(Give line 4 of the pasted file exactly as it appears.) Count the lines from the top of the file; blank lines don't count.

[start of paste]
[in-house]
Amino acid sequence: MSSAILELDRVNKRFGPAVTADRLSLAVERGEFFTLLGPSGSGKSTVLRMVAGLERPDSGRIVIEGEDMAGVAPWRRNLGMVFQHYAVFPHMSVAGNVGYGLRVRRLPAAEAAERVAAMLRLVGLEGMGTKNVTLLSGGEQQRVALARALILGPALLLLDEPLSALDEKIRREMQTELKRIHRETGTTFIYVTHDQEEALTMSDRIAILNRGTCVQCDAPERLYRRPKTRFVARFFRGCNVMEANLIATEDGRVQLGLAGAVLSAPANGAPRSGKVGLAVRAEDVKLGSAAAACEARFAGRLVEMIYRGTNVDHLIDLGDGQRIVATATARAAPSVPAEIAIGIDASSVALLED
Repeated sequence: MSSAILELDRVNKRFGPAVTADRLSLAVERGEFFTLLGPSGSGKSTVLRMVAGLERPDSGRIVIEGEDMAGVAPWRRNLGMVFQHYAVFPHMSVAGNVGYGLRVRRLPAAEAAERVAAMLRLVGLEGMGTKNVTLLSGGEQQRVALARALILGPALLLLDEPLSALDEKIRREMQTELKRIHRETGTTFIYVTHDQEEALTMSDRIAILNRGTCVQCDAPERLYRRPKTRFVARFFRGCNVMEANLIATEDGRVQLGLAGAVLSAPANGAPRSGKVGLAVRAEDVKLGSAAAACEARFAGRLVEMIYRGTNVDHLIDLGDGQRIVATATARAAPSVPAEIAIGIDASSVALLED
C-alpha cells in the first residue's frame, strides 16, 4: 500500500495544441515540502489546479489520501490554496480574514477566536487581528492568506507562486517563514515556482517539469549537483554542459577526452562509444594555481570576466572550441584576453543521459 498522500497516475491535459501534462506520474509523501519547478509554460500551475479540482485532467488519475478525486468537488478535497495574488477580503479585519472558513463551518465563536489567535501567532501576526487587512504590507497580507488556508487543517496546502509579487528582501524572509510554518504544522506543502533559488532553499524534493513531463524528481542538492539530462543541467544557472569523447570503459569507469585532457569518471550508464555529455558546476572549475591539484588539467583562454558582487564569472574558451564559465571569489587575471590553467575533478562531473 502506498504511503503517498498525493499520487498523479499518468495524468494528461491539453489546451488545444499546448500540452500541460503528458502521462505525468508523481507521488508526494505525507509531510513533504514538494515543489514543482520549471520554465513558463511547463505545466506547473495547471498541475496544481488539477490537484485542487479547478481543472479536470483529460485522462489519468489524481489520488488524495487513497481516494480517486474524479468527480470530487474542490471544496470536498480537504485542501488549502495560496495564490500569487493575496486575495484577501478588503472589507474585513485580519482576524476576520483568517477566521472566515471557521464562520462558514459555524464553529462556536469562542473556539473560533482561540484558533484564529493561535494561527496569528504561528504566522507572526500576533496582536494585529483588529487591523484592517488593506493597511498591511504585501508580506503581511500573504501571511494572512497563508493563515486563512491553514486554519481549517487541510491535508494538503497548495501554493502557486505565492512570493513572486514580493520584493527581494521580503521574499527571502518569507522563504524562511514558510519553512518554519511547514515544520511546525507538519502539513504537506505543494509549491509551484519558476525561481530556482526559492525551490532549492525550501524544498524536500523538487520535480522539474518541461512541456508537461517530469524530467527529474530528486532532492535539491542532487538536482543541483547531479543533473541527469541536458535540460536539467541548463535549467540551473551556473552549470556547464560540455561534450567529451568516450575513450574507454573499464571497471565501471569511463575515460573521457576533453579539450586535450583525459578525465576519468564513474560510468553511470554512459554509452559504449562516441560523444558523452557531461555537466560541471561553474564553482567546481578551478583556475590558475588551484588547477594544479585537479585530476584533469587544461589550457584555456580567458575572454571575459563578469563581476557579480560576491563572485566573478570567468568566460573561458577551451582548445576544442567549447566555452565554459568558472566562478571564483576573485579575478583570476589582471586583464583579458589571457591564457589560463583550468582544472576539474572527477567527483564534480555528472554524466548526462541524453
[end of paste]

C-alpha cells in the first residue's frame, strides 16, 4: 500500500495544441515540502489546479489520501490554496480574514477566536487581528492568506507562486517563514515556482517539469549537483554542459577526452562509444594555481570576466572550441584576453543521459 498522500497516475491535459501534462506520474509523501519547478509554460500551475479540482485532467488519475478525486468537488478535497495574488477580503479585519472558513463551518465563536489567535501567532501576526487587512504590507497580507488556508487543517496546502509579487528582501524572509510554518504544522506543502533559488532553499524534493513531463524528481542538492539530462543541467544557472569523447570503459569507469585532457569518471550508464555529455558546476572549475591539484588539467583562454558582487564569472574558451564559465571569489587575471590553467575533478562531473 502506498504511503503517498498525493499520487498523479499518468495524468494528461491539453489546451488545444499546448500540452500541460503528458502521462505525468508523481507521488508526494505525507509531510513533504514538494515543489514543482520549471520554465513558463511547463505545466506547473495547471498541475496544481488539477490537484485542487479547478481543472479536470483529460485522462489519468489524481489520488488524495487513497481516494480517486474524479468527480470530487474542490471544496470536498480537504485542501488549502495560496495564490500569487493575496486575495484577501478588503472589507474585513485580519482576524476576520483568517477566521472566515471557521464562520462558514459555524464553529462556536469562542473556539473560533482561540484558533484564529493561535494561527496569528504561528504566522507572526500576533496582536494585529483588529487591523484592517488593506493597511498591511504585501508580506503581511500573504501571511494572512497563508493563515486563512491553514486554519481549517487541510491535508494538503497548495501554493502557486505565492512570493513572486514580493520584493527581494521580503521574499527571502518569507522563504524562511514558510519553512518554519511547514515544520511546525507538519502539513504537506505543494509549491509551484519558476525561481530556482526559492525551490532549492525550501524544498524536500523538487520535480522539474518541461512541456508537461517530469524530467527529474530528486532532492535539491542532487538536482543541483547531479543533473541527469541536458535540460536539467541548463535549467540551473551556473552549470556547464560540455561534450567529451568516450575513450574507454573499464571497471565501471569511463575515460573521457576533453579539450586535450583525459578525465576519468564513474560510468553511470554512459554509452559504449562516441560523444558523452557531461555537466560541471561553474564553482567546481578551478583556475590558475588551484588547477594544479585537479585530476584533469587544461589550457584555456580567458575572454571575459563578469563581476557579480560576491563572485566573478570567468568566460573561458577551451582548445576544442567549447566555452565554459568558472566562478571564483576573485579575478583570476589582471586583464583579458589571457591564457589560463583550468582544472576539474572527477567527483564534480555528472554524466548526462541524453